26 July 2017

2 Comments

26 July 2017

2 Comments

Removing sensitive data from a database

Guest post

This is a guest post from Coeo. Europe's most trusted analytics and data management expert, Coeo is the number one provider of database strategy in the Retail, Financial services and Gaming industries, and delivers technology strategy and support for businesses who need to get the most from their data.

The Coeo team hold more Microsoft certifications than any other data platform specialist in Europe and are passionate about sharing their knowledge and expertise to help customers become industry leaders.

Not too long ago I was assisting a client with an issue they were experiencing while running some compliance software to check for sensitive data. Sensitive data was picked up in the SQL Server data file but when the DBAs checked, the data was nowhere to be found in the database.

It’s fairly widely known that just because you delete data from a database, it doesn’t mean it’s gone from the data file itself, but the question was, how should they go about removing it? They had already tried shrinking the file and executing sp_clean_db_free_space but it had made no difference.

Deleting rows vs dropping columns

The procedure sp_clean_db_free_space removes ghost records; rows that have been marked as deleted but not physically removed. This process runs periodically anyway but executing this stored procedure will manually set off the clean-up. You can check how many ghost records you have by running the query below. If it’s high, be careful as there was a bug in earlier versions of SQL Server that meant the automatic clean-up was not working.

In this case, however, the ghost data was low (less than 100) and the amount of sensitive data was large compared to it. It transpired that the data was in a column that was dropped, and data removed by dropping a column behaves very differently than when a row is deleted. Because the data in a table is stored in rows, marking a whole row for removal is much easier than marking a column in every row. When you drop columns it can be quick, almost instant, because it is only marked for removal at the meta data level. As it’s done in this way, the data isn’t marked as a ghost record.

The options

If you have the Enterprise Edition of SQL Server, you can enable (and then disable if you wish) TDE, which is a good option to wipe the data out. Enabling TDE causes all the pages to be read and encrypted, which won’t account for data outside of this file but will do a pretty good job as far as the database is concerned.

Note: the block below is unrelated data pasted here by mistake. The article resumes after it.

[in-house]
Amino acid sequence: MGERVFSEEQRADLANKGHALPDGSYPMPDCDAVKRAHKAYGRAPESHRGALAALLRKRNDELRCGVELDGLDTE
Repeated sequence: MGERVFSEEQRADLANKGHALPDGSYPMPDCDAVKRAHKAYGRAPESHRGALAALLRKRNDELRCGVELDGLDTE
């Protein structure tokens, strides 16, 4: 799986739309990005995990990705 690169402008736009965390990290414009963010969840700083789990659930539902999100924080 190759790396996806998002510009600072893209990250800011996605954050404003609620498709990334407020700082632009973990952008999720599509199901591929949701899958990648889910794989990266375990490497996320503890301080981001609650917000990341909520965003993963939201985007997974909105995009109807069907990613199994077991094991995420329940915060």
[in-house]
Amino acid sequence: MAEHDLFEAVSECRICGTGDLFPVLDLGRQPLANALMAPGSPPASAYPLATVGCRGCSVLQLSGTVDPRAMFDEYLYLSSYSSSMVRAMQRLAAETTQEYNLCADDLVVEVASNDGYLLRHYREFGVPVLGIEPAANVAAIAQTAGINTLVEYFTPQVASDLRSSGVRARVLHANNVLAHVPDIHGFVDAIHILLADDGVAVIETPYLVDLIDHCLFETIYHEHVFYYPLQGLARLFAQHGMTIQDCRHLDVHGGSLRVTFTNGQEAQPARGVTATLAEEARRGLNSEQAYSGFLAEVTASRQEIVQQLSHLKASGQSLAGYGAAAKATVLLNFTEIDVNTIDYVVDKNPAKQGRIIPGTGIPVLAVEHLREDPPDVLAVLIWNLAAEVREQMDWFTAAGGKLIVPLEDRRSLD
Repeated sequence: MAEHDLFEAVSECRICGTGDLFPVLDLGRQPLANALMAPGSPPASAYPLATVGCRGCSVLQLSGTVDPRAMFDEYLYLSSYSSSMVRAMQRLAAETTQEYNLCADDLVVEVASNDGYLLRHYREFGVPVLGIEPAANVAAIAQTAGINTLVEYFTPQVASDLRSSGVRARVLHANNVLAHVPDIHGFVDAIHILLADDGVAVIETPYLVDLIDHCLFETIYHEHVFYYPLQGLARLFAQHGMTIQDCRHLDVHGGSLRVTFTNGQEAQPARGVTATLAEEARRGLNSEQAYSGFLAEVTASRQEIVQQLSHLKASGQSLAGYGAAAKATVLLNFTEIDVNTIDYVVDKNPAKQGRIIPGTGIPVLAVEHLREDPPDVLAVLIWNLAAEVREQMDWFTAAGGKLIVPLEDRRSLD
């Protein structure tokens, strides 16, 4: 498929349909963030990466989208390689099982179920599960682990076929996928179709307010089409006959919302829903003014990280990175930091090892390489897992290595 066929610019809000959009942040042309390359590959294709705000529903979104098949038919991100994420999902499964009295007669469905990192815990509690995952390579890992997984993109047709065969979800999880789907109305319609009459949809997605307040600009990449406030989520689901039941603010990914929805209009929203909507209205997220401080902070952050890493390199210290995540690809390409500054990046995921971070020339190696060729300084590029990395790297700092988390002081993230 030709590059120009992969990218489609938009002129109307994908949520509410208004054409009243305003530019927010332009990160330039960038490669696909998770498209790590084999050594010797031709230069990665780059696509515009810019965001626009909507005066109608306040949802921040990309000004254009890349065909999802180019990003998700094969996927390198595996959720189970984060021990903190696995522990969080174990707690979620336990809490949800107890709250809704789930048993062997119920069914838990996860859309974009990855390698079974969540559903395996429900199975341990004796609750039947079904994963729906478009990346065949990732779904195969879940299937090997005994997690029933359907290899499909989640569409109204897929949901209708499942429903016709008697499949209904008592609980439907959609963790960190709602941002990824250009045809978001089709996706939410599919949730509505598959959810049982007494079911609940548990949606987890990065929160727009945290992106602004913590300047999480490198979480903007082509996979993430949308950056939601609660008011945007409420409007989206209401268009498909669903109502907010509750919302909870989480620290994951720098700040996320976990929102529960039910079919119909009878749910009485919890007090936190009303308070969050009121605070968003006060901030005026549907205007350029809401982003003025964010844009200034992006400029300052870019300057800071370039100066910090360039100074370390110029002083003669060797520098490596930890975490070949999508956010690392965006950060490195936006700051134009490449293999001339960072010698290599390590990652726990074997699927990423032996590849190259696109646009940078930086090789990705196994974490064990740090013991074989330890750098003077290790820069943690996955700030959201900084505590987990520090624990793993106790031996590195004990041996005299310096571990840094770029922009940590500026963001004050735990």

If you don’t have Enterprise Edition, there are other options. The first would be to select all the data into a new table and then drop the old one. The new table could then be renamed back to the original one. This will again leave ghost records but these will be cleaned out.

A slightly less inconvenient option would be to rebuild the clustered index before running sp_clean_db_free_space. This appears to remove the data in most situations and also applies to rows that have been deleted that appeared in a non-clustered index. During the rebuild, all the pages are read/written and there is plenty of data movement, so it makes sense this would work. In the case of this particular client, the column had been dropped from a heap table so a clustered index had to be added and then dropped, but with the same outcome. Unfortunately, if you don’t know the original table this would mean rebuilding all of them before running the clean (unless you’re a whiz at reading MDFs).

While this method did work in this particular case, it’s not guaranteed and there is always a remote possibility a page is not moved or rewritten and the data stays in place. It does however highlight the way the internals are handled when dropping data. This also does not cover the rest of the disk the database sits on; if you were to drop the database or remove a file, there may be residual data here too and the only way to do it would be to scrub the device securely.

Example

Below is the script if you’d like to try these out for yourself. To look for the data in the mdf you need to take the database offline then copy the file somewhere to open it. This example was run in SQL Server 2016 but it should work in earlier versions too.

 

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Guest post

This is a guest post from Coeo. Europe's most trusted analytics and data management expert, Coeo is the number one provider of database strategy in the Retail, Financial services and Gaming industries, and delivers technology strategy and support for businesses who need to get the most from their data.

The Coeo team hold more Microsoft certifications than any other data platform specialist in Europe and are passionate about sharing their knowledge and expertise to help customers become industry leaders.

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  • –Jeff Moden

    You’re a Microsoft “Gold Partner”. With that, consider setting a good example when it comes to code. For example, your team should learn things like how to determine if a database already exists so that you can conditionally drop it to rebuild it, learn how to use EXEC instead of GO when it comes to executing stored procedures, stop using GO as if it were the period at the end of a sentence, understand the importance of using 2 part naming conventions, and why you should use semi-colons in all the right places at all times, to name a few of the more important ones.

  • Perry Whittle

    Why are adding a clustered index and then dropping it?
    From 2008 onwards sql server applies the rebuild clause to heap tables too